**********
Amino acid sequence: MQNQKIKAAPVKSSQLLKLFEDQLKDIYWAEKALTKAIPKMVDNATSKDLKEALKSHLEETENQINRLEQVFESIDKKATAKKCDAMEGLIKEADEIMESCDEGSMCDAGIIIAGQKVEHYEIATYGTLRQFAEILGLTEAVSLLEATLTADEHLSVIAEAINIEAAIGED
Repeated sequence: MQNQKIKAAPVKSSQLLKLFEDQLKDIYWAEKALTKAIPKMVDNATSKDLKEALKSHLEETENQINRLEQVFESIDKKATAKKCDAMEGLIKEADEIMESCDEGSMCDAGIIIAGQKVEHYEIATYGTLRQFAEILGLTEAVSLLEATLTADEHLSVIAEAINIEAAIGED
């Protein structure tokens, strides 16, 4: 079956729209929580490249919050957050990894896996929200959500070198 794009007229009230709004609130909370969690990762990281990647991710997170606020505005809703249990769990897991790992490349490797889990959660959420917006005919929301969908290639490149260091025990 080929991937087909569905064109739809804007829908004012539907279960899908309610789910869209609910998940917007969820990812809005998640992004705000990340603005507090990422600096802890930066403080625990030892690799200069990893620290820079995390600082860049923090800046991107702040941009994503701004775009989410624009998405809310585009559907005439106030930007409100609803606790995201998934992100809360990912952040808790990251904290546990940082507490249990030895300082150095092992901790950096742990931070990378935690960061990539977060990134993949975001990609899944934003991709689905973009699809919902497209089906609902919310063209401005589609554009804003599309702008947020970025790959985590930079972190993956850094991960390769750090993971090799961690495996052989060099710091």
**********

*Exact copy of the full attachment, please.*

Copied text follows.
Amino acid sequence: MQNQKIKAAPVKSSQLLKLFEDQLKDIYWAEKALTKAIPKMVDNATSKDLKEALKSHLEETENQINRLEQVFESIDKKATAKKCDAMEGLIKEADEIMESCDEGSMCDAGIIIAGQKVEHYEIATYGTLRQFAEILGLTEAVSLLEATLTADEHLSVIAEAINIEAAIGED
Repeated sequence: MQNQKIKAAPVKSSQLLKLFEDQLKDIYWAEKALTKAIPKMVDNATSKDLKEALKSHLEETENQINRLEQVFESIDKKATAKKCDAMEGLIKEADEIMESCDEGSMCDAGIIIAGQKVEHYEIATYGTLRQFAEILGLTEAVSLLEATLTADEHLSVIAEAINIEAAIGED
């Protein structure tokens, strides 16, 4: 079956729209929580490249919050957050990894896996929200959500070198 794009007229009230709004609130909370969690990762990281990647991710997170606020505005809703249990769990897991790992490349490797889990959660959420917006005919929301969908290639490149260091025990 080929991937087909569905064109739809804007829908004012539907279960899908309610789910869209609910998940917007969820990812809005998640992004705000990340603005507090990422600096802890930066403080625990030892690799200069990893620290820079995390600082860049923090800046991107702040941009994503701004775009989410624009998405809310585009559907005439106030930007409100609803606790995201998934992100809360990912952040808790990251904290546990940082507490249990030895300082150095092992901790950096742990931070990378935690960061990539977060990134993949975001990609899944934003991709689905973009699809919902497209089906609902919310063209401005589609554009804003599309702008947020970025790959985590930079972190993956850094991960390769750090993971090799961690495996052989060099710091």